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Indian government banking on a bigger tax take

Indian government banking on a bigger tax take

The government’s Revenue Department is expecting “very, very robust” tax revenues in the current tax year, given a better-than-expected performance from the corporate sector.

However, Revenue Secretary Tarun Bajaj admitted that high goods and services taxes (GST) were hampering the recovery in some sectors, and said the GST Council would be looking at ways of bringing down rates.

He said: “It is not that we have increased the taxes, or we have become more intrusive and we are coming to you asking to pay more taxes... the happy thing behind this is, perhaps the corporate sector is doing better than what we had anticipated it to,” Bajaj said.

The net direct tax collection in the April-June quarter of the current fiscal stood at over ₹2.46 lakh crore ($330bn); the figure was ₹1.17 lakh crore during the same period in 2020-21.

Net Indirect Tax (GST and Non-GST) revenue raised in the June quarter of the current fiscal year was at ₹3.11 lakh crore.


Stable economy

Bajaj said while GST rates could be adjusted for certain goods and services, it was more important to ensure the economy was stable.

He urged the private sector to increase investment, based on their better-than-expected performance. He said: “I don’t see private investment happening that much... for a sustained and long-term growth of the economy we want you people to come forward to invest, manufacture, start services and please tell us what is it that you require from us.”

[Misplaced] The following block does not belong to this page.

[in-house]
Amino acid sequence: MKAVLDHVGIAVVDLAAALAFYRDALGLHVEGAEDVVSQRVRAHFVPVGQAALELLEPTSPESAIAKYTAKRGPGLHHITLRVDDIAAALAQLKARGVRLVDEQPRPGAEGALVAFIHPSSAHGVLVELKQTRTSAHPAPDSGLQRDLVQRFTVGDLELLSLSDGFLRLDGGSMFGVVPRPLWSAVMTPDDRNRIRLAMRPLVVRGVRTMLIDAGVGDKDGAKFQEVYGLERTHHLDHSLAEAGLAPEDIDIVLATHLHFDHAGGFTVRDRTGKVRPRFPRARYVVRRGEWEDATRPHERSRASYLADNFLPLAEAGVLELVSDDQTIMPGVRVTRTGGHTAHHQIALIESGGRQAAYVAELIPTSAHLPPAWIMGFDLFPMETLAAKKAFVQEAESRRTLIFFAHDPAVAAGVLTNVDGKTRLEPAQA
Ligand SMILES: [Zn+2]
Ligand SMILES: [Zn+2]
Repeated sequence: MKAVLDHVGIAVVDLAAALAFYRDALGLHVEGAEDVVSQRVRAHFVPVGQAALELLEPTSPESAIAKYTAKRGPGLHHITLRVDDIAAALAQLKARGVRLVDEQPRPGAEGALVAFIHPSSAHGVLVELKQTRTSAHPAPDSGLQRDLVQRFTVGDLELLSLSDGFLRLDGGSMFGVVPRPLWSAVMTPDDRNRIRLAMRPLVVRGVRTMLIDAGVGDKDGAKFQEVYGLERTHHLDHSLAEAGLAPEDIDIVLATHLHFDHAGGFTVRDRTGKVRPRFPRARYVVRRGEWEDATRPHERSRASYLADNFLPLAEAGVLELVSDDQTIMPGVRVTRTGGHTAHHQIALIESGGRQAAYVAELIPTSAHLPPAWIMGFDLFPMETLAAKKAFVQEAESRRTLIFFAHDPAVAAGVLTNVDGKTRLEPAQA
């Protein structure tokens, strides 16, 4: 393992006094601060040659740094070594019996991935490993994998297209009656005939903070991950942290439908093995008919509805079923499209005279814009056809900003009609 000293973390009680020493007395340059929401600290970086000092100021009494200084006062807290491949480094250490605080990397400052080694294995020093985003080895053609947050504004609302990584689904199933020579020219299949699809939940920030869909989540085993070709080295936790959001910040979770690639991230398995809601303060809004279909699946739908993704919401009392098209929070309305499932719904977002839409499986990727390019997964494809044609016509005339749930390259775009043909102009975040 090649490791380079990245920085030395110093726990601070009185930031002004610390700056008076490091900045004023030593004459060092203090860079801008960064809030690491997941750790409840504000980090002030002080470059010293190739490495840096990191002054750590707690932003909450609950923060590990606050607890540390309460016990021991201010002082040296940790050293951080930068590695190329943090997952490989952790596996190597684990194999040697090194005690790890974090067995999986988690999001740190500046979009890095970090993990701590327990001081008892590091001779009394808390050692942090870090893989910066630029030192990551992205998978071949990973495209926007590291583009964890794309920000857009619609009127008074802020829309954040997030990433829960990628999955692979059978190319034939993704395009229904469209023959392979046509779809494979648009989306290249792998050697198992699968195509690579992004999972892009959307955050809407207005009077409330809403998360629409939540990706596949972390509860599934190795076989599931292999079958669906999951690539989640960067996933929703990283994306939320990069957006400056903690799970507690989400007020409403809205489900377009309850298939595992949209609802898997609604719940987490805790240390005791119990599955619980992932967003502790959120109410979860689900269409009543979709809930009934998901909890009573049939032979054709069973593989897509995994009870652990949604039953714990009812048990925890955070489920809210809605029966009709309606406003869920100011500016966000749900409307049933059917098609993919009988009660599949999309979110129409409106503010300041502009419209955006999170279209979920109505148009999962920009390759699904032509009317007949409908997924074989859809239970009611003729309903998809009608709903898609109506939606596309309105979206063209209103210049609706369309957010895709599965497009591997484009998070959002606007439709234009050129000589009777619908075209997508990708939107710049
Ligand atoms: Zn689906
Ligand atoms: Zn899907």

Retrospective tax demands

One thing the government will not do is issue corporations with retrospective tax demands. Currently, the tax department has the power to go 50 years back and levy capital gains tax on overseas firms where their business assets remain in India.

The legislation, introduced in 2012, was used to raise ₹1.10 lakh crore of tax from 17 foreign-owned companies. But the Taxation Laws (Amendment) Bill, 2021 seeks to withdraw the tax demands made using a 2012 legislation on the indirect transfer of Indian assets and also refund the amount paid in these cases without any interest.


Increase the tax base

Bajaj ruled out raising tax rates as a way of increasing revenues, saying instead that the solution was to bring more people into the tax system, focusing on ‘more informal’ sectors of the economy.

“I am actually looking forward to expanding that effort. I don’t want to tax the corporate sector which already pays taxes in the country, and contributes a major part of taxes in the country,” he said.